Options to migrate on-premises SQL Server database to Azure SQL Database
There are various ways that a database can be migrated from on-premises to Azure SQL Database. In this article we look at various ways this can be done.
This tutorial assumes that you already have resources in your Azure environment and you are familiar with the Azure portal. If you are new to Azure, you can subscribe to a trial account here, which will give you access to Azure services for a year and a credit of USD $200. In this tip, we will explore the various options that are available to migrate on-premises SQL Server databases to the Azure SQL Database platform.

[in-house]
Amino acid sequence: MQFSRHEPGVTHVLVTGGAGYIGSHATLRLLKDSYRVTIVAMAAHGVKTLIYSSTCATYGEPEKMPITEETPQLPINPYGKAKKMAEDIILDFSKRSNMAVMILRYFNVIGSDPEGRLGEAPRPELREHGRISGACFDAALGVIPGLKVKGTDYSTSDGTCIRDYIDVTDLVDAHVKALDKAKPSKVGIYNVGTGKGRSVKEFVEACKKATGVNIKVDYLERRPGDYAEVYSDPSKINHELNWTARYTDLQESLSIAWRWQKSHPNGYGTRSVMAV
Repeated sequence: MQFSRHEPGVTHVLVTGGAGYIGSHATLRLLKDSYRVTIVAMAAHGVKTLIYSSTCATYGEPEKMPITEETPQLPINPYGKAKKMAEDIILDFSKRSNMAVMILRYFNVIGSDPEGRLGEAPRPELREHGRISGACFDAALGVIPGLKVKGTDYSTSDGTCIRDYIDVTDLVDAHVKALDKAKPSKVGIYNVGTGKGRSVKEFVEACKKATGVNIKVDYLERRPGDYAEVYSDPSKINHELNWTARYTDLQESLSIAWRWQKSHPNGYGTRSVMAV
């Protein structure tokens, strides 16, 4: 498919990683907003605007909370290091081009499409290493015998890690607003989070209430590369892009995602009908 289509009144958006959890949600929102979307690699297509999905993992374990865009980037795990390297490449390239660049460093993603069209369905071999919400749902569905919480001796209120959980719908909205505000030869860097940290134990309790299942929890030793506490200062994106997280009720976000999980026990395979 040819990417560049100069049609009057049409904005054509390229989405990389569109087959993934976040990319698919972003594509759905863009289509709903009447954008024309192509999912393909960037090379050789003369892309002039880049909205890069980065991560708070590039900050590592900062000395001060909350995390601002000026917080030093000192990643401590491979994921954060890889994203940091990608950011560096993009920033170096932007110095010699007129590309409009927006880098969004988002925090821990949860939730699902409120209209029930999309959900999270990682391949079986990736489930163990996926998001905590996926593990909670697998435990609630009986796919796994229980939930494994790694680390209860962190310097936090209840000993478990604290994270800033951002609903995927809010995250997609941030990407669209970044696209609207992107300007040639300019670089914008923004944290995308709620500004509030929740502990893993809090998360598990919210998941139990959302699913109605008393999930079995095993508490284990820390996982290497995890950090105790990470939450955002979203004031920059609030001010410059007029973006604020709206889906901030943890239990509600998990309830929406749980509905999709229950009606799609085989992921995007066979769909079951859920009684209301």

There are number of Microsoft tools that are already available and can be used for migrating on-premises databases to Azure SQL Database. We will describe the options at a high level to give you an understanding of the options that can be explored.
You can find this tool within the Azure portal when you search for Azure Migrate.
Azure Migrate is a centralized hub where a number of tools are available to perform tasks like discovery, assessment of your servers and perform the actual migration. As you can see Microsoft is promoting this like a one stop shop to plan your migration journey of your on-premises servers or databases to Azure.